|Posted on July 5, 2016 at 8:50 AM||comments (20578)|
Congratulations to Paul Grant for ‘Crows Never Forget a Face’ in ‘Facts and Arguments’ [June 26]: a well-written and humorous piece.
Never having been assaulted by a crow or crows, I’m probably not one to talk. But as a close observer of them for many years, and a consumer of all information (from print to docs to webinars) I can find about them, I would like to say a few words in their defence.
It seems that both crow-hating and crow-loving spring from the same source: the crows’ intelligence. If it weren’t for how smart they are, they wouldn’t vex us so much.
Crows have learned to remember faces; in their world, vigilance means survival.They, like other birds, are an evolutionary product of 150 million years (give or take), with a direct DNA connection to the dinosaurs. Ever since we (homo sapiens) came along a mere 200,000 years ago (give or take), crows have had to defend their space and safety to be able to bring up their young. You’ve got to admire that.
I find crows—their history and behaviour—so interesting that I recently wrote a novel that uses a crow as a character. The role of the bird in ‘The Company of Crows’ is both realistic and metaphorical, its unfamiliar perspective casting new light on the actions (and spiritually inferior aspects) of the human characters.
Some of us leave food out for them. They remember our faces, as well. I suggest Paul Grant makes peace with his crows. Can’t we all just…get along?
|Posted on March 28, 2016 at 2:00 PM||comments (510)|
March 28, 2016
It’s March 28th again. Seventy-five years ago today Virginia Woolf drowned herself in the River Ouse. And each year during the days leading up to this date, I think of her.
A prolific and critically acclaimed writer, Woolf was a brilliant (some say genius) novelist who struggled with periods of “madness”. For weeks or months at a time she would experience disrupted sleep, be unable to speak coherently or to eat, she would hear malevolent voices and she’d withdraw from everyone but her care-giving husband Leonard.
The formal photographs of Virginia make her appear melancholy, at least to our modern sensibilities. But she wasn’t a gloomy person. We see her cast-down eyes, her face turned away and still, reflective. To Victorians, however, stillness in a portrait reflected the prized qualities of dignity and composure. Longer shutter exposures meant risking movement-blur, and subjects were instructed not to smile. Virginia’s nature—when she wasn’t tormented by her illness—was described by those who knew her as naturally inquisitive, engaging, even merry. She took great pleasure in practical jokes, teasing, going on long walks, writing letters, travelling. She sometimes burst into song amongst her friends, one time making a taxi wait until she’d finished singing “The Last Rose of Summer”.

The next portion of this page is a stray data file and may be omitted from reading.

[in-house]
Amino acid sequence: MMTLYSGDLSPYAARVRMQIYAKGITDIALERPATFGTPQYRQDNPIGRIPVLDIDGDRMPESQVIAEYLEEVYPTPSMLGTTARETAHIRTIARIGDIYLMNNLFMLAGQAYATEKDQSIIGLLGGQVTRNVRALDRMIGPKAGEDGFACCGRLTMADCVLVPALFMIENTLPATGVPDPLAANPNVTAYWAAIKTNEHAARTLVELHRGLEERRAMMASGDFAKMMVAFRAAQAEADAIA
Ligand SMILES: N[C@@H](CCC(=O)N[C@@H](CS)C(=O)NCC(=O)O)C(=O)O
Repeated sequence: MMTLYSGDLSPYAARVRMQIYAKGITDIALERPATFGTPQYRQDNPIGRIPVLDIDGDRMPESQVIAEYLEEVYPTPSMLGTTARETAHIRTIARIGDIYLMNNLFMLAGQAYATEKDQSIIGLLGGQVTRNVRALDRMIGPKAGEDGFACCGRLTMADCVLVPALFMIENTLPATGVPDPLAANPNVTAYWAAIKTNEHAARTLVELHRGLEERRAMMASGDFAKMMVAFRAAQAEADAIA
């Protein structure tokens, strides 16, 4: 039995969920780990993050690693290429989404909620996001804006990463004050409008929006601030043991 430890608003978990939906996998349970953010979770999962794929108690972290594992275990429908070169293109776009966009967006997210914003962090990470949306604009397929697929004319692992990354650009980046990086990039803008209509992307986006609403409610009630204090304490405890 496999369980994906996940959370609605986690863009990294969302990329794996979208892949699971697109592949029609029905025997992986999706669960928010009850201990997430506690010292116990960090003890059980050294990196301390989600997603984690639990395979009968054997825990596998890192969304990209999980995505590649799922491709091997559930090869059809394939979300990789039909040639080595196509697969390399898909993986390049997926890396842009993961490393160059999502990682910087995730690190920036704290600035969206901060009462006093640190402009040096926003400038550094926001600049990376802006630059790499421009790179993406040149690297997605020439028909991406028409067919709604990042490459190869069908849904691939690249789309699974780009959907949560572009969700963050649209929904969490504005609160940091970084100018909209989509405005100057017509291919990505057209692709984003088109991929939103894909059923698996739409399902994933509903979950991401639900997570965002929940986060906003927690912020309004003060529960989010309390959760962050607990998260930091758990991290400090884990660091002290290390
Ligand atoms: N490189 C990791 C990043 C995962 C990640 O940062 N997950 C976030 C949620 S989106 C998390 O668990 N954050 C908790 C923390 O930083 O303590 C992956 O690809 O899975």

Woolf was 59 years old when she ended her life in 1941. She’d long ago learned that the only way to stay sane was to be diligently working on a book: as long as a book was occupying the forefront of her mind, the malevolent voices were silenced. It was as though the disturbance of “madness” came from the exact same part of her brain as the creative writing.
Modern studies have consistently shown that most suicides take place in the spring; however it is still unknown as to whether this has more to do with hormonal fluctuations, lack of sunlight, cognitive malfunctions, or combinations thereof. Many suicide victims are extraordinarily gifted people, known for their amazing paintings, sculptures, books, scientific breakthroughs, or math formulae. It’s as though the dizzying heights of genius and the darkest depths of madness live metaphysically side by side, separated by a gossamer thread.
Research has also unearthed a direct connection between childhood sexual abuse and mental illness, that one kind of profound disturbance morphs and manifests itself into another. In Virginia’s case the sexual abuse came at the hands of her older step-brothers, George and Gerald Duckworth.
Seven and a half decades after her death, how much has changed in the understanding, diagnosis and treatment of mental illnesses? The “experts” in the 1930s and 40s didn’t know what to make of Woolf’s symptoms. There were lunatic asylums for people like her.
Today we no longer talk about nervous breakdowns, insanity or madness. We talk about schizophrenia, we use terms like bi-polar and seasonal-affective disorder, we hear about various anti-psychotic medications. We institutionalize people in special hospitals where the furniture is nailed down, to try to protect others from them, to try to save them from themselves. We set up support groups and outreach programs and then cut funding in favour of new priorities. We give the patients regular injections and send them home with fistfuls of new pills. We fund the pursuit of neuroscience and patent new discoveries.